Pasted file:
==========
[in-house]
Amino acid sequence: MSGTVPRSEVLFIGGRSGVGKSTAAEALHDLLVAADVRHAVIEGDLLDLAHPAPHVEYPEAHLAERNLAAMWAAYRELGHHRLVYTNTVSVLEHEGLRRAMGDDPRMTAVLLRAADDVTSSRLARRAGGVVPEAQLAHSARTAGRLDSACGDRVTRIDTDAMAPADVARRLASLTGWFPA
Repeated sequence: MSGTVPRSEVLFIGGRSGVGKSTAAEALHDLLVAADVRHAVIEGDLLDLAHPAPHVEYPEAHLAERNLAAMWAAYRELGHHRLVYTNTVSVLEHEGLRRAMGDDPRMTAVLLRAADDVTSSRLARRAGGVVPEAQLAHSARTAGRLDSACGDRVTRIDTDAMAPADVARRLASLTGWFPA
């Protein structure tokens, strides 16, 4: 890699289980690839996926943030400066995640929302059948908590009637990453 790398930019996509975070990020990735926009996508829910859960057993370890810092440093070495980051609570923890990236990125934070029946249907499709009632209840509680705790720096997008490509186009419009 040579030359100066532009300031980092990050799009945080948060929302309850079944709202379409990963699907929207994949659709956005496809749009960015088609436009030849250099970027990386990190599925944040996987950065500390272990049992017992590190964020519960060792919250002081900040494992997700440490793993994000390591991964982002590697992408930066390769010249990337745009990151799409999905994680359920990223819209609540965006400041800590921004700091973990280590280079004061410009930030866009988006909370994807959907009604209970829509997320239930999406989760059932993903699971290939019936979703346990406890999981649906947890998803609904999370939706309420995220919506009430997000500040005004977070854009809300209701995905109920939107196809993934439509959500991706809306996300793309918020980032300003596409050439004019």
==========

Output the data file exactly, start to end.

[in-house]
Amino acid sequence: MSGTVPRSEVLFIGGRSGVGKSTAAEALHDLLVAADVRHAVIEGDLLDLAHPAPHVEYPEAHLAERNLAAMWAAYRELGHHRLVYTNTVSVLEHEGLRRAMGDDPRMTAVLLRAADDVTSSRLARRAGGVVPEAQLAHSARTAGRLDSACGDRVTRIDTDAMAPADVARRLASLTGWFPA
Repeated sequence: MSGTVPRSEVLFIGGRSGVGKSTAAEALHDLLVAADVRHAVIEGDLLDLAHPAPHVEYPEAHLAERNLAAMWAAYRELGHHRLVYTNTVSVLEHEGLRRAMGDDPRMTAVLLRAADDVTSSRLARRAGGVVPEAQLAHSARTAGRLDSACGDRVTRIDTDAMAPADVARRLASLTGWFPA
């Protein structure tokens, strides 16, 4: 890699289980690839996926943030400066995640929302059948908590009637990453 790398930019996509975070990020990735926009996508829910859960057993370890810092440093070495980051609570923890990236990125934070029946249907499709009632209840509680705790720096997008490509186009419009 040579030359100066532009300031980092990050799009945080948060929302309850079944709202379409990963699907929207994949659709956005496809749009960015088609436009030849250099970027990386990190599925944040996987950065500390272990049992017992590190964020519960060792919250002081900040494992997700440490793993994000390591991964982002590697992408930066390769010249990337745009990151799409999905994680359920990223819209609540965006400041800590921004700091973990280590280079004061410009930030866009988006909370994807959907009604209970829509997320239930999406989760059932993903699971290939019936979703346990406890999981649906947890998803609904999370939706309420995220919506009430997000500040005004977070854009809300209701995905109920939107196809993934439509959500991706809306996300793309918020980032300003596409050439004019």